Self Interest and Medical Recommendations
|Seriously would you ask a car salesman if you need to buy a new car?
What internist or family physician believes that oncologists never get too aggressive with their infusions? Why do they make patients sick with their concoctions that have almost no chance of working?
Why do radiologists often suggest another more expensive study? Why do orthopedic surgeons operate on backs when the data the suggest much more stringent criteria?
Now I have only picked on a few subspecialties because I am tired of providing examples. You provide your own examples.
In all these examples, the physician making the “treatment” decision makes money from that decision. Money influences how physicians make decision, but likely implicitly. I would not be surprised if a subspecialist attacks this rant with an elegant explanation of their decision making. But when money does not matter – at the VA Hospital – I see very different decision making from the same subspecialties. When they are no longer paid by the procedure or encounter, they become much more conservative in their recommendations.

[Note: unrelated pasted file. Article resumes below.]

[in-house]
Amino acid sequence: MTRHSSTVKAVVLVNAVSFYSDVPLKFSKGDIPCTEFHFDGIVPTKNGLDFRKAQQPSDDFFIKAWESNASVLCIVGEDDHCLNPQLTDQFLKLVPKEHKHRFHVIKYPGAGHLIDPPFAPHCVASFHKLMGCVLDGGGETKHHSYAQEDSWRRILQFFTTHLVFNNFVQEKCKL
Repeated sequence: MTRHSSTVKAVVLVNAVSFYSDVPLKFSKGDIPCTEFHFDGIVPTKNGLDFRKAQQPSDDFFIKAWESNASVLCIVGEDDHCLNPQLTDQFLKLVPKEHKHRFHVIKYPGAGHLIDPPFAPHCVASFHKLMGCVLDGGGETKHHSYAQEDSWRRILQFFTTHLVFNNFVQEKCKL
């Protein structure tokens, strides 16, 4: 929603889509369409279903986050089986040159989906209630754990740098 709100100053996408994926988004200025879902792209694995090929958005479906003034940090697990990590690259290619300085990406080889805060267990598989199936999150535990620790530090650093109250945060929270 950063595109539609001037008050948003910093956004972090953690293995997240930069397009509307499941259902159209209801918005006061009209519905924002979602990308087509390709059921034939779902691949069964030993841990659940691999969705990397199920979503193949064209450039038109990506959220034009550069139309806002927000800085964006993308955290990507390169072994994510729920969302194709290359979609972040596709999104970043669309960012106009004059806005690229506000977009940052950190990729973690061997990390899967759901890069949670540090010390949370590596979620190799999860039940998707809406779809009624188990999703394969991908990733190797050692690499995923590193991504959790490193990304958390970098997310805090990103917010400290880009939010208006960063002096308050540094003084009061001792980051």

Our payment system encourages aggressive use of technology, because some physician is making money. I do not believe we can control health care costs until we change the monetary incentive system.
When interventional cardiologists make decisions about stenting, we have the equivalent of foxes guarding the hen house. The cardiologists truly mean well, and care deeply about their patients. But, I believe they do too much stenting and too little referring to CV surgeons for CABG. They will argue vehemently. I believe them honorable, but wrong.
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